Last updated on May 15, 2024

The art of storytelling is as much a part of Irish culture as the Celtic myths or the lively Irish music. So it’s no wonder that this island has produced and continues to produce many famous writers…

Photo: dalkeybookfestival.org
Photo: dalkeybookfestival.org


I’m travelling on the Irish Ferries ferry from Cherbourg in France to Dublin. The name of the ship is W.B. Yeats.

In Dublin, I stroll through the city centre. On the way, I come across George Bernard Shaw at the National Gallery, Oskar Wilde in Merrion Square and James Joyce at the Spire. All statues, of course.

I admire the Long Room of Trinity College and the Book of Kells, take a guided tour of the city with a storyteller and end the evening with a literary evening in the pub.

History and stories are everywhere on the island and are part of Irish culture.

I know Dublin quite well, as I live not far south of the city. My family and I are originally from Germany, but have been living in Ireland for a few years (second home), where we run our motorbike rental business (https:// www.easycruiser.tours) in the summer and offer guest rooms.

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For the bookworms among us, let’s delve a little deeper into the subject and immerse ourselves in the literary world of Dublin:

The UNESCO City of Literature Dublin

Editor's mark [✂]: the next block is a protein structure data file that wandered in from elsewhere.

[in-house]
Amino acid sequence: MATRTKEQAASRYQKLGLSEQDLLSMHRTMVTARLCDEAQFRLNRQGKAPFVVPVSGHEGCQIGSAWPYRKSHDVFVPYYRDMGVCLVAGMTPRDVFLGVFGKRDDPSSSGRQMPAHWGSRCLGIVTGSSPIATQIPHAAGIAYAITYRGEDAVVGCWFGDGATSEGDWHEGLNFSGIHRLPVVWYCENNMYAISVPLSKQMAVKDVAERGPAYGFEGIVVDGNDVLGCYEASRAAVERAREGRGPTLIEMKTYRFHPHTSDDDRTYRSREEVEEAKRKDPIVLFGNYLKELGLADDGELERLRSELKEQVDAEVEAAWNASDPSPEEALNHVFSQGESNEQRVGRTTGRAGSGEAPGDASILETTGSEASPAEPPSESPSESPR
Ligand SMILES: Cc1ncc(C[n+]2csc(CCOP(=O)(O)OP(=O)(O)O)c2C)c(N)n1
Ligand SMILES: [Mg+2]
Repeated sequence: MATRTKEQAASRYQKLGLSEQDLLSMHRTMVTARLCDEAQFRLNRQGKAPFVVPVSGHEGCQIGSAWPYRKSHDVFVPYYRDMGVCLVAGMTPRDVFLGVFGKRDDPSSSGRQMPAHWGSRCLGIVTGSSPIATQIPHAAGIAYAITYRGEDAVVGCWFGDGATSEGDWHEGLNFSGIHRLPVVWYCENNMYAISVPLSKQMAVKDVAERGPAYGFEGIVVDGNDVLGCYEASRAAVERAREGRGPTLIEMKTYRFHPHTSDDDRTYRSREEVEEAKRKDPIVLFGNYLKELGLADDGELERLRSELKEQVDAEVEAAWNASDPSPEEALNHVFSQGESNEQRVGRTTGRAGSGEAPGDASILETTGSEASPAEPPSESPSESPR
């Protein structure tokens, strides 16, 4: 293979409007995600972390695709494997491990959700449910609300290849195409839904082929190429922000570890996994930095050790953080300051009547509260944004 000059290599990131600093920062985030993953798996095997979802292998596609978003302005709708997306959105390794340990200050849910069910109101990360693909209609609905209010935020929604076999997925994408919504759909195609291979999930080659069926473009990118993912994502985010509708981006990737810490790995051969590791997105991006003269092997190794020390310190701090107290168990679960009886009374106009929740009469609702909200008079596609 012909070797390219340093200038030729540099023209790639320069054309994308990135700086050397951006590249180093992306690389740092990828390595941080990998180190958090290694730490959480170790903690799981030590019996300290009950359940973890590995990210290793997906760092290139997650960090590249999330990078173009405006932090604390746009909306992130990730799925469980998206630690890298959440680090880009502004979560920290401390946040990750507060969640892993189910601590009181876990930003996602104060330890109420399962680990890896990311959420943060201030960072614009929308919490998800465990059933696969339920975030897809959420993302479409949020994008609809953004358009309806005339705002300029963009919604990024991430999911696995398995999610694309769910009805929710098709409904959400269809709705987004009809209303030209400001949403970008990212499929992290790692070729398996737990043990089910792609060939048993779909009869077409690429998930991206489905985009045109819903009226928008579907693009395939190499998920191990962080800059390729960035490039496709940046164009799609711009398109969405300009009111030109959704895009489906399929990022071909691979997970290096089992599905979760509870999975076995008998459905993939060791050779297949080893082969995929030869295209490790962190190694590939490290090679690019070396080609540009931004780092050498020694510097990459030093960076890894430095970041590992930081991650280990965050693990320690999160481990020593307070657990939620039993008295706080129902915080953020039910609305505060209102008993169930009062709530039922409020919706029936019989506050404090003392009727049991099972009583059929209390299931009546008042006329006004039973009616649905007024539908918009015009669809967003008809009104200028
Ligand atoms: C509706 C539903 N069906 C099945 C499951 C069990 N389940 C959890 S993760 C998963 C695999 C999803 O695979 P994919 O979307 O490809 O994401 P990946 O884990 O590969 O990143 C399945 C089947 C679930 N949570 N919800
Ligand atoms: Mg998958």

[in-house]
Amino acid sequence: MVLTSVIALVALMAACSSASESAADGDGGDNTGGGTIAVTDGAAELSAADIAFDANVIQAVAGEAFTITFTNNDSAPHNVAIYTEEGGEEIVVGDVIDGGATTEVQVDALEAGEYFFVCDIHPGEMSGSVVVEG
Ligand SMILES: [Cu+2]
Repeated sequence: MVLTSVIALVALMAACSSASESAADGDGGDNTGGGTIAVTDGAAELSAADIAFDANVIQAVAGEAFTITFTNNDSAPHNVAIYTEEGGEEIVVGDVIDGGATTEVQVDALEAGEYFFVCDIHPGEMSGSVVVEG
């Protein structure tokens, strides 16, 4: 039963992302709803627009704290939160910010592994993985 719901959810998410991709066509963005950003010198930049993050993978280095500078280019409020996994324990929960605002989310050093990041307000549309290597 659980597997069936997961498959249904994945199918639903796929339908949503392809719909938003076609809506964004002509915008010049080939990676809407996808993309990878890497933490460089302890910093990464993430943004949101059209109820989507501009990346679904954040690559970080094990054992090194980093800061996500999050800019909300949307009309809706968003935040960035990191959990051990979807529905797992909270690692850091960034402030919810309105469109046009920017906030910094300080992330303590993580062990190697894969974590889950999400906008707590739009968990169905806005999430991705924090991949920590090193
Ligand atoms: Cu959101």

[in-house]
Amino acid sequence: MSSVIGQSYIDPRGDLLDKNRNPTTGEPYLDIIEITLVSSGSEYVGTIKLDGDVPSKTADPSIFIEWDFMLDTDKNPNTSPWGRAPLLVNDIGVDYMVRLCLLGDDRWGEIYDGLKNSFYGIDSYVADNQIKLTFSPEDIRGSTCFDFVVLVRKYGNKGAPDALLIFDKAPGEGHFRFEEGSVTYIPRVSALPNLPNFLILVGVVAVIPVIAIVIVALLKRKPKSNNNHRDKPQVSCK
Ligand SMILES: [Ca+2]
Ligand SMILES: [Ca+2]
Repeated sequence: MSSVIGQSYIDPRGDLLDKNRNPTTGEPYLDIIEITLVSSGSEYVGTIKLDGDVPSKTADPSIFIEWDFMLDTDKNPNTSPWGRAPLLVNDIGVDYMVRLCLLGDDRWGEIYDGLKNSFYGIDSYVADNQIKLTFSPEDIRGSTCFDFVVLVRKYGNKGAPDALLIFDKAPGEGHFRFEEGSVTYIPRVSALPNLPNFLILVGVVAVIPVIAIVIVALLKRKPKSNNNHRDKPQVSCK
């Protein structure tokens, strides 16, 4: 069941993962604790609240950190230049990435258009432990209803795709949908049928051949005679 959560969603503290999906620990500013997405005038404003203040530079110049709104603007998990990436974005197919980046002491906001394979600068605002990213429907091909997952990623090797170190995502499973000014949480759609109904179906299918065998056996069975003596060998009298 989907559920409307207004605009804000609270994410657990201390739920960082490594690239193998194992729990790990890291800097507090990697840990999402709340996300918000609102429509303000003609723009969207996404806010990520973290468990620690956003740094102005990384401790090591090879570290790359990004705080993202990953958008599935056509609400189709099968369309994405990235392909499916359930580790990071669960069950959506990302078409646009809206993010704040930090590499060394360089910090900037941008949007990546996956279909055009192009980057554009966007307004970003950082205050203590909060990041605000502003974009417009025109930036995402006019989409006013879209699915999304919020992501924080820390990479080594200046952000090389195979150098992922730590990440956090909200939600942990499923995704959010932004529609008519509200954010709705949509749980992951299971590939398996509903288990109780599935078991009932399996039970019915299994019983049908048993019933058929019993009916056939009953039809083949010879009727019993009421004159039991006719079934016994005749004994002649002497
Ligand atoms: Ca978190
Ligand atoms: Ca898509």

Dublin is the fourth of a total of 42 UNESCO cities of literature.

The 4 Nobel Prize winners, Yeats, Beckett, Shaw and Heaney, as well as Bram Stoker, James Joyce and other impressive poets and writers whose works have travelled the world, certainly contribute to this.

But Dublin’s current living culture also celebrates words and writing, poetry, writing, theatre and music-lyrics.

With a host of universities, theatre and book festivals, a prestigious literary prize and many venues, the literary scene in Dublin is alive, thriving and flourishing.

Photo: chesterbeatty.ie
Photo: chesterbeatty.ie

Dublin’s Literature Festivals

Let’s dive into Dublin’s vibrant literary scene and start with the festivals:

The Dalkey Book Festival

Dalkey is a small harbour town south of Dublin. James Joyce was once a teacher at the school here. Today, Dalkey is the venue for the Dalkey Book Festival in June. With prominent speakers and an exciting programme, it attracts thousands of Irish reading enthusiasts every year. See: https://www.dalkeybookfestival.org/.

The Dublin Book Festival

The Dublin Book Festival takes place in November. Ireland’s largest book festival brings a huge programme and promotes the Irish publishing world, not just writers but all other publishing related professions. Over 80 events over 5 days – it doesn’t get any bigger than this. See: https://dublinbookfestival.com/.

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The Dublin Writers Festival

The International Dublin Writers Festival also takes place in Dublin in September. As the name suggests, it’s all about promoting the writing profession and its hopeful young writers. Great speakers and training programmes for writers at every stage of their writing career – if you’re a writer, this event is for you. The guests are international, by the way. See: https://internationaldublinwritersfestival.com/.